Josh purchased the No-Mar Cycle Hill Motorcycle Tire Changer off a commercial listing on Ebay. He suggested getting it from Ebay since you get the scratch proof bead breaker with it which normally costs extra.


The tire changer needs to be mounted on the floor which was a concern of mine since I don't have enough spare room in my garage to permanently mount a tire changer. The solution Josh came up wtih seems to work very well.


He drilled four oversized holes in the floor using, I think it was called, a hammer-drill with a concrete bit. He mentioned he destroyed the bit in the process. He then installed from threaded sleeves. I failed to ask him how he secured the sleeves in the hole. I will try to remember to ask him.

With this setup, it's a very straightforward process to mount the changer when one needs to work on tires.


After removing the wheels from the bike, the first step is to remove the valve and let out the air in the tire. Josh chose to remove the valve directly. Please wear safety googles! The air pressure can cause the stem to shoot out. When I do this process here, I'll depress the valve and let the air out first before removing the valve.


To remove the valve you need a little tool you can get at the auto-parts store, a valve remover.


Once mounted the tire makes a hard seal on the rim. It forms a "bead" on the rim. The bead must be "broken" to remove the tire from the rim. It requires a somewhat brutal application of force. The wheel with the deflated tire is placed under the bead breaker.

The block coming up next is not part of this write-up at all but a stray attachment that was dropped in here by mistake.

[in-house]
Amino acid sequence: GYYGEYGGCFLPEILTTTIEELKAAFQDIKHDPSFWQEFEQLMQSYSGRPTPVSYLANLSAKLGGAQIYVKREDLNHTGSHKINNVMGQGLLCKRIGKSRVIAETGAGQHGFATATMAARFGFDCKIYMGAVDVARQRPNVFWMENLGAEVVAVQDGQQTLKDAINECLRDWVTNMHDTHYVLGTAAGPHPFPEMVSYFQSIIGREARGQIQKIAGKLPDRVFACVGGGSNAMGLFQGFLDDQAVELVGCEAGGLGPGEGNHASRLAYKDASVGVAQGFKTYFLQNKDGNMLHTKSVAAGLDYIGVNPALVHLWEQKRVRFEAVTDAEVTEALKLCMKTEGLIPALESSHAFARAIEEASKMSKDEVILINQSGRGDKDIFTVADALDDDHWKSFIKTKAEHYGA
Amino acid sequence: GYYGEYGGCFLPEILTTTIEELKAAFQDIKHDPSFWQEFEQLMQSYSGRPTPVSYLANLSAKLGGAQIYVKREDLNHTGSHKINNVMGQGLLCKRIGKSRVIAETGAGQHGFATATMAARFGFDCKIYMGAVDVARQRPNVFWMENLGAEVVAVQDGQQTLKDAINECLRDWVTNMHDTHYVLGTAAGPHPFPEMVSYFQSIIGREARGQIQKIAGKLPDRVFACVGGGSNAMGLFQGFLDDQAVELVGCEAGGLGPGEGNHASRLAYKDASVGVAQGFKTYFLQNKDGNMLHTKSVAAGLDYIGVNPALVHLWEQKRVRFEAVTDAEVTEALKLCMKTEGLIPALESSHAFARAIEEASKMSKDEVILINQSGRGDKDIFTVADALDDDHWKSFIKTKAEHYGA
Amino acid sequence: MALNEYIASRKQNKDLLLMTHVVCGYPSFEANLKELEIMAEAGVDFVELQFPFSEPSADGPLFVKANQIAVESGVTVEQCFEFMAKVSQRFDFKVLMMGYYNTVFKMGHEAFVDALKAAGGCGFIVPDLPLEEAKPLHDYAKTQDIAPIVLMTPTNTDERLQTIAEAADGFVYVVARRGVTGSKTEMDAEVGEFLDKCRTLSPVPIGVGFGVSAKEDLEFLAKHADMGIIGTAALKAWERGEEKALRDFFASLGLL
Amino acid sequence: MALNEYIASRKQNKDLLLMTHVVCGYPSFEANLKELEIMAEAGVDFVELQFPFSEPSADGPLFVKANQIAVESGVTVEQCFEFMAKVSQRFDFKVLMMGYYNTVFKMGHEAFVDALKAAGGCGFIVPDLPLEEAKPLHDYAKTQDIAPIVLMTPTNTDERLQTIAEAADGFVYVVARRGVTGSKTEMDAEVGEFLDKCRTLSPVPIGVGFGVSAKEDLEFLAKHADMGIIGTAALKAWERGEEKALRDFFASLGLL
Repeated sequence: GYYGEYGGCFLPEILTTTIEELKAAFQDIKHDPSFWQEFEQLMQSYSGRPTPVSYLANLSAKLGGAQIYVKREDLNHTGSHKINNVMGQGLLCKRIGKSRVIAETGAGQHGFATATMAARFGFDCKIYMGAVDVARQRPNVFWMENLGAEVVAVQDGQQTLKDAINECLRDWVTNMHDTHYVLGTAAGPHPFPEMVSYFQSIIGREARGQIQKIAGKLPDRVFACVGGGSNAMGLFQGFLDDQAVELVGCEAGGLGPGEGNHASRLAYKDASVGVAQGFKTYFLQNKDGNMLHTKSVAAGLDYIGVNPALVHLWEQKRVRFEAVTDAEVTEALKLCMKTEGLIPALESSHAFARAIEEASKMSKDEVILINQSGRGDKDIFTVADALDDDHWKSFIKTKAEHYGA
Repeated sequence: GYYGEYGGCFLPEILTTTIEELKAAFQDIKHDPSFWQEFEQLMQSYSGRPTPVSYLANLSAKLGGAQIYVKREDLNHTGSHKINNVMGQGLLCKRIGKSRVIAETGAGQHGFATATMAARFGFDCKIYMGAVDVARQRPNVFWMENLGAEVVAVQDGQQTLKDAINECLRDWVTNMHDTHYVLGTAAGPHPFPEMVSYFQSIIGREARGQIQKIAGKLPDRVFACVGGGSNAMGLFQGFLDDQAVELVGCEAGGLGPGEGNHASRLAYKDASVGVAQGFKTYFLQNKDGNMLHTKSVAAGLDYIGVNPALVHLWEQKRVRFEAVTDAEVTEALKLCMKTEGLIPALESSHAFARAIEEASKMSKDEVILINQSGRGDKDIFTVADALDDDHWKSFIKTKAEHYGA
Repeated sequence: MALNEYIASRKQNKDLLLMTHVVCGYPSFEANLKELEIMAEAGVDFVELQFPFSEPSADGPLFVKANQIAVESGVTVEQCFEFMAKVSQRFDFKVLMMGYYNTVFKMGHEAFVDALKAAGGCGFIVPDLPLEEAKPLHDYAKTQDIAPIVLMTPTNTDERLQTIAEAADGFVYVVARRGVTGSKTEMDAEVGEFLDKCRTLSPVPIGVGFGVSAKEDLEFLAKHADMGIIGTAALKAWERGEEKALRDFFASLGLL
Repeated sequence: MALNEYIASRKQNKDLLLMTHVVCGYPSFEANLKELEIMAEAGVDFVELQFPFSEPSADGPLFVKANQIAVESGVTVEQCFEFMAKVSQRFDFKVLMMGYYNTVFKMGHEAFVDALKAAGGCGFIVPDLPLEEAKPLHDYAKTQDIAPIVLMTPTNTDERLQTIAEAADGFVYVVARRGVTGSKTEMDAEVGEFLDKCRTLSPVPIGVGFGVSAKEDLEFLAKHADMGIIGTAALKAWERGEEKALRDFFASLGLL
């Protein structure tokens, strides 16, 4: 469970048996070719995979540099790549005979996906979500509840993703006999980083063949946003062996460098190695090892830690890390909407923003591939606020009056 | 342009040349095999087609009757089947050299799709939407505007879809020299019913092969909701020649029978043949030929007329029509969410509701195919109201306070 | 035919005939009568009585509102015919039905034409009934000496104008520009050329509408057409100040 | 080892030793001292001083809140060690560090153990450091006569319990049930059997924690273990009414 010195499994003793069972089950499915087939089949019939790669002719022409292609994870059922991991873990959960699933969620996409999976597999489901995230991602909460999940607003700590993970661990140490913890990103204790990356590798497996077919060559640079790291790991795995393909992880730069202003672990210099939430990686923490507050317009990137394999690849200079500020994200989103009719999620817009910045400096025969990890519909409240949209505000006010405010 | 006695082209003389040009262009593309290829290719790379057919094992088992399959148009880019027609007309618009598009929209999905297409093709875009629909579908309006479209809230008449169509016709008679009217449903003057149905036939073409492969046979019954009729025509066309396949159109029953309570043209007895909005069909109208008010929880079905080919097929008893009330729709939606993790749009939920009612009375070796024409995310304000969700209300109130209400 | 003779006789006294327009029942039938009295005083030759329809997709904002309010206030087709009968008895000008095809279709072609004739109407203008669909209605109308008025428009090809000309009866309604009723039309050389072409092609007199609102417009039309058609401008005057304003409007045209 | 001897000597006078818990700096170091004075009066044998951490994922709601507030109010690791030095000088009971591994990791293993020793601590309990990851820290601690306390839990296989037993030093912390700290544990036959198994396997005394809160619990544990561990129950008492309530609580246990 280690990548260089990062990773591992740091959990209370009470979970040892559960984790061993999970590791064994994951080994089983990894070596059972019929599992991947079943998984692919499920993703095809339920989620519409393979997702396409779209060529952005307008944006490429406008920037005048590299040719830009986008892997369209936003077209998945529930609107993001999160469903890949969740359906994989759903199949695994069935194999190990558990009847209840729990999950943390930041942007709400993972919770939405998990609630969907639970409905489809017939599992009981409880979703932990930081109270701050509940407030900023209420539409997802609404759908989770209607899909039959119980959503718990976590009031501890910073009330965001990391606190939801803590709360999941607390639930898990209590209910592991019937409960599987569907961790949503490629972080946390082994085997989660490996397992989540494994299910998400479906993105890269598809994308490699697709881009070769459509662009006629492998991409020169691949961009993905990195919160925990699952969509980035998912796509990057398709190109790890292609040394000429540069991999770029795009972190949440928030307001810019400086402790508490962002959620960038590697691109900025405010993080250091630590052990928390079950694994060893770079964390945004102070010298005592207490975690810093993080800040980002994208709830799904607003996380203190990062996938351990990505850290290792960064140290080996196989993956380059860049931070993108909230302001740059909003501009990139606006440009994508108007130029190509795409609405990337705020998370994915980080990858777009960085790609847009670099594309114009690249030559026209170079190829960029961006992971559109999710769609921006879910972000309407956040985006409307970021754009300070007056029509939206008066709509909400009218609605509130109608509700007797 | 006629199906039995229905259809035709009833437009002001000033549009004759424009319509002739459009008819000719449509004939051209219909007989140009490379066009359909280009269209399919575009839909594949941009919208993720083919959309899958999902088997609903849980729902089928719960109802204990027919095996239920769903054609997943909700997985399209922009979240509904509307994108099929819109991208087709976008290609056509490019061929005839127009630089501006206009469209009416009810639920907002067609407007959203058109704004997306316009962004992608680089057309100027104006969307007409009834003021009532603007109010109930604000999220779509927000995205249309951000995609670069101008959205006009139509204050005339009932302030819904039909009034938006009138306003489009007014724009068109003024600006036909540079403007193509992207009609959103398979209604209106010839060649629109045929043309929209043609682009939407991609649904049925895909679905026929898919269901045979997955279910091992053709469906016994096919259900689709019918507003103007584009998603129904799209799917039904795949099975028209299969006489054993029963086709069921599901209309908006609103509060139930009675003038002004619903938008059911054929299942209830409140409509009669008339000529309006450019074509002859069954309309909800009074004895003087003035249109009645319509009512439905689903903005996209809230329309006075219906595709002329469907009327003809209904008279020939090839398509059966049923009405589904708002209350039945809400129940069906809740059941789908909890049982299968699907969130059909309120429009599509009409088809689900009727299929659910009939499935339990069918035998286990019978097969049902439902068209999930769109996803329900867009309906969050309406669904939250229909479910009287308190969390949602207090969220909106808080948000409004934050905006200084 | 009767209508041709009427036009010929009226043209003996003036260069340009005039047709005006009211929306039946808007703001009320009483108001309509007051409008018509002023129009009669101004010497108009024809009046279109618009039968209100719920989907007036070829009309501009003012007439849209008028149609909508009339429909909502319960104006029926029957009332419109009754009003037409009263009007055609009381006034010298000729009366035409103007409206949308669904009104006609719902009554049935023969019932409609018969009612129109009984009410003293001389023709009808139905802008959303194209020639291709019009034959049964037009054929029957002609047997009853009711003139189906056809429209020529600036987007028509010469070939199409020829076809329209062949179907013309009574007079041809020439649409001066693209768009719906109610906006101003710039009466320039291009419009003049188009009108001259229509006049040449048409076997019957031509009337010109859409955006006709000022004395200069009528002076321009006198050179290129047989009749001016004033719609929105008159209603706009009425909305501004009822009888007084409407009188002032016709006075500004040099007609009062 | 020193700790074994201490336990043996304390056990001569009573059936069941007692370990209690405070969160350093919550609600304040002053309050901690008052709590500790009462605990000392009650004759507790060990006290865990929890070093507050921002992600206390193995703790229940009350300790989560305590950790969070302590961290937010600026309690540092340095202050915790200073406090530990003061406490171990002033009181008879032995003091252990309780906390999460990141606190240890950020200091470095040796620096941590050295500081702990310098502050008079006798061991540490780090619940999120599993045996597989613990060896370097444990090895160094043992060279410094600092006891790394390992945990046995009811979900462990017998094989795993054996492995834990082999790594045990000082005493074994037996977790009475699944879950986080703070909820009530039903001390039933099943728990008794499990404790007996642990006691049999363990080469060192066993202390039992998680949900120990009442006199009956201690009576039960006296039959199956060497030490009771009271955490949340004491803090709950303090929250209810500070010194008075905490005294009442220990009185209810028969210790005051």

A word to the wise, this entire job goes MUCH more easily if the tires are warm. Josh left both the wheels and new tires in the sun for quite some time. I will probably use my blast furnance to heat up the tires to make them more pliable. I doubt that one additional heat cycle from this will make much difference but I'll have to do some checking.


It's important to note, while it's not depicted in this photo that if the wheel has brake disks on both sides it needs to be raised up off the ground with a 2x4 or something similar so that when you apply force with the bead breaker you do not transmit any of that force onto the brake disk.

It's just a matter of lining up the tool and applying lots of force.


The rubber of the tire will contort. I haven't researched it but my understanding is that if the tires aren't too old one can mount and unmount them like this without ill-effect. Looking at how the tire deforms when this occurs it makes one wonder.


You have to work your way around the tire on both sides to make sure the bead is broken all the way around.

Once the bead is broken the tire is mounted to the changer. There are rollers that line up on the rim to hold it into place. These get tightened down good and tight as they are the only thing holding the wheel in place as you try to remove and reinstall the tire.

We had quite a bit of trouble with the wheel wanting to spin around while working on it.